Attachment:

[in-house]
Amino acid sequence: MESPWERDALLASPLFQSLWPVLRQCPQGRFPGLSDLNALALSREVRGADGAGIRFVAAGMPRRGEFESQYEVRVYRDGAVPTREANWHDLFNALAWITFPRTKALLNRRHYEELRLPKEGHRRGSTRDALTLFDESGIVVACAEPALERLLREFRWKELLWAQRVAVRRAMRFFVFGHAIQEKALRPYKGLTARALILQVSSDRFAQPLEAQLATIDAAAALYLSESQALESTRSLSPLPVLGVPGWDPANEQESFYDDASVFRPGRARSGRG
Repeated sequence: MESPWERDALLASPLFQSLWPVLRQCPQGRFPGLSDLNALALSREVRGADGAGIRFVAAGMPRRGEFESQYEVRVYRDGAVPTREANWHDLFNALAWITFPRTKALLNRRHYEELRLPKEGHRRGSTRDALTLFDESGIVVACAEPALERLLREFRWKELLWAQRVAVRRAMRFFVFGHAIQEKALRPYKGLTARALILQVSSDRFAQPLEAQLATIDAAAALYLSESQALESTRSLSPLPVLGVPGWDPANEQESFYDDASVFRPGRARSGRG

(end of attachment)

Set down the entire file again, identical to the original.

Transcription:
[in-house]
Amino acid sequence: MESPWERDALLASPLFQSLWPVLRQCPQGRFPGLSDLNALALSREVRGADGAGIRFVAAGMPRRGEFESQYEVRVYRDGAVPTREANWHDLFNALAWITFPRTKALLNRRHYEELRLPKEGHRRGSTRDALTLFDESGIVVACAEPALERLLREFRWKELLWAQRVAVRRAMRFFVFGHAIQEKALRPYKGLTARALILQVSSDRFAQPLEAQLATIDAAAALYLSESQALESTRSLSPLPVLGVPGWDPANEQESFYDDASVFRPGRARSGRG
Repeated sequence: MESPWERDALLASPLFQSLWPVLRQCPQGRFPGLSDLNALALSREVRGADGAGIRFVAAGMPRRGEFESQYEVRVYRDGAVPTREANWHDLFNALAWITFPRTKALLNRRHYEELRLPKEGHRRGSTRDALTLFDESGIVVACAEPALERLLREFRWKELLWAQRVAVRRAMRFFVFGHAIQEKALRPYKGLTARALILQVSSDRFAQPLEAQLATIDAAAALYLSESQALESTRSLSPLPVLGVPGWDPANEQESFYDDASVFRPGRARSGRG